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The Editors Mailbox

How to Handle Small Parts Without Losing any Fingers

comments (13) July 29th, 2010 in blogs, videos

GEide Gina Eide, Contributor
thumbs up 56 users recommend

Video Length: 6:48
Produced by: Gina Eide, Gary Junken


Sizing small parts can be very dangerous with power tools. Ripping or cutting up a box side on the tablesaw could get your fingers uncomfortably close to the blade. It's also hard to keep a firm hold on small workpieces.

That's why Matt Kenney likes to use a combination of jigs and hand tools. He's found that the safest, fastest, and most precise way to make and fit small parts is using a backsaw, hand plane, planing stop, saw hook, and shooting board.

Matt wrote about this technique in an article in the latest issue of Fine Woodworking. He also demonstrated his methods in a box-making video workshop that we published in March. Watch an excerpt from the series in the video above where Matt shows how to make and fit small trays for a box.

For more, you can watch the complete box-making series. It's free to everyone for this weekend only. After August 1, it becomes a member-only feature.

Now that you've seen and read about Matt's technique, what do you think? How do you like to handle small parts in the shop?


posted in: blogs, videos, hand tools, boxes


Comments (13)

Artsil Artsil writes:

The text for the shooting board calls for a 1/2" strip
of hardwood, but the drawing shows a 3/4" strip of hardwood.
I believe it should be 3/4", but what say you?

Art Silva
Posted: 12:36 pm on December 28th

rudder rudder writes: Will the shooting board work with a jointer plane or fore bench plane?


Posted: 10:47 pm on October 11th

rudder rudder writes: Can't wait for the grooving plane article, I'd love to build some. The online extras and in conjunction with the article in the magazine have been a great asset to box making information I'm putting together.

Thanks Matt
keep up the good work!
Posted: 10:37 pm on October 11th

upforcarving upforcarving writes: I enjoyed the article and video and started to build the jigs. I am new to using hand tools but do enjoy the quiet in the workshop for a change. I am wondering what you used for the fences on your jigs? I have some hardwood some harder than others (I have some left over hickory from another project) The hickory it very hard and I just wondered what you would use if you had a choice?

Thanks for your feedback
Posted: 9:25 pm on September 27th

AZOR AZOR writes: Matt,

After reading your article another time I noticed you mentioned using a low angle jack plane. I don't have one of those at present, but who knows what the future will bring. Thanks for your article and I have 2 of the 3 jigs made at this point.

Dick
Posted: 1:50 am on August 30th

AZOR AZOR writes: Matt,

I am looking forward to constructing the shooting boards. A lingering question is what plane to you like for shooting board work? An iron miter plane comes to mind, but it is real pricey. Thanks for a great article. I've focused on small parts for awhile and your article will help me get the results I am looking for.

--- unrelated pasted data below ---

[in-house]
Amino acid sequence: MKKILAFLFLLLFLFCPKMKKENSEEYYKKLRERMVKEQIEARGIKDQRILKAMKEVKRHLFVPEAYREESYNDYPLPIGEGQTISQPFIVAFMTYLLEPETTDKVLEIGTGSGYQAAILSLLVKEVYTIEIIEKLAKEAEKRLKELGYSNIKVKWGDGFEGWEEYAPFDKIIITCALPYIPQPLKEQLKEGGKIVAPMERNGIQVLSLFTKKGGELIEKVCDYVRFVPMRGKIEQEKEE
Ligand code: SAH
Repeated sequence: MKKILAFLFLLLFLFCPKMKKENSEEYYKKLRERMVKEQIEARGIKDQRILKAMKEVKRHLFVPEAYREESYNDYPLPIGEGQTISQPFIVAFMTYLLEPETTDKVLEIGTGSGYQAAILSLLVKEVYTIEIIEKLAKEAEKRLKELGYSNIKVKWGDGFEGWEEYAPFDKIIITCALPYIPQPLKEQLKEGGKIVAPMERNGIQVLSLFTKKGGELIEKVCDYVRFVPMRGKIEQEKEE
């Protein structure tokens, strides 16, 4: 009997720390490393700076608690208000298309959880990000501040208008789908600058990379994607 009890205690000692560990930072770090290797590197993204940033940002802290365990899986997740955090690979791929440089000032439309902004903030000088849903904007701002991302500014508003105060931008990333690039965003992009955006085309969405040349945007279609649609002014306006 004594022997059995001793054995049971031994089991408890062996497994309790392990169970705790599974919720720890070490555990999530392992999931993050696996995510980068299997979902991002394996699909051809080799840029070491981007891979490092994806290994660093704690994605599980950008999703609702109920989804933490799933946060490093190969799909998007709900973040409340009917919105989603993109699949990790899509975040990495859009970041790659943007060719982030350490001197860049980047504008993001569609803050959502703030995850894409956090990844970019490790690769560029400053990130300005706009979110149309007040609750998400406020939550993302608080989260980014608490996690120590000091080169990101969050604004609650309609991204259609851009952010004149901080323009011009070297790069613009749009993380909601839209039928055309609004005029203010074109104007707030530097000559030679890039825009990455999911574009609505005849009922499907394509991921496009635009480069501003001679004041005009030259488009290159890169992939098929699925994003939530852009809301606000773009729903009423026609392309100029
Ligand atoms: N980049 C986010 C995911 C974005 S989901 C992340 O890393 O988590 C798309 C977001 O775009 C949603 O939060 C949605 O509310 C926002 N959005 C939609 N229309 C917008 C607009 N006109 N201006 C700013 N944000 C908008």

Dick

Posted: 1:31 pm on August 22nd

ershopsmith ershopsmith writes: When I make ukuleles and other projects with small parts that require close thickness tolerances and accurate bevels, I use jigs and double side tape the small part to the jig. The Ridged ocsillating belt sander with a mitre gauge works perfect and keeps my fingers away from the tool. I then use a shoothing board to obtain accuracies within .003". Small grooves can be made with a table mounted Dremel tool. I love hand tools, but its hard to beat the accuracy of well set up power tools.
Posted: 11:18 am on August 19th

pathdoc60 pathdoc60 writes: Excellent video, Matt. Perfect length and details.Thanks to Gina too.
Mike O'Brien, Valley Head,AL
Posted: 11:32 am on August 17th

John39 John39 writes: Thanks for the article and videos, Matt. I made all three of the jigs and am finally using my iron miter plane as it was intended on the shooting board.

I'm looking forward to the article on the grooving planes.

One wrinkle I added to the taping of the sides of a tray was to clamp a 2' steel rule to the side of my bench and slide the tops (or bottoms) of the sides against the rule, outside face up, while taping, so the outer ends will come together properly when the four sides are folded together.
Posted: 6:01 pm on August 12th

MKenney MKenney writes: Thanks for the complements guys. It's nice to hear good feedback.

Jeff,

I made those planes and there will be an article about them sometime soon. I've written it and we have already shot the photos, but I can't say with certainty when it will be out.

Matt
Posted: 11:40 am on August 11th

JeffS JeffS writes: Great video Matt,
Can you tell us about those grooving planes? Are they currently being made or are they vintage?
Posted: 11:40 am on August 10th

patrick_mccombe patrick_mccombe writes: Nice job, Matt.
Posted: 5:05 pm on August 2nd

mrfixitnow mrfixitnow writes: As always, Matt does a great job in his videos!!!
Posted: 3:39 pm on August 2nd

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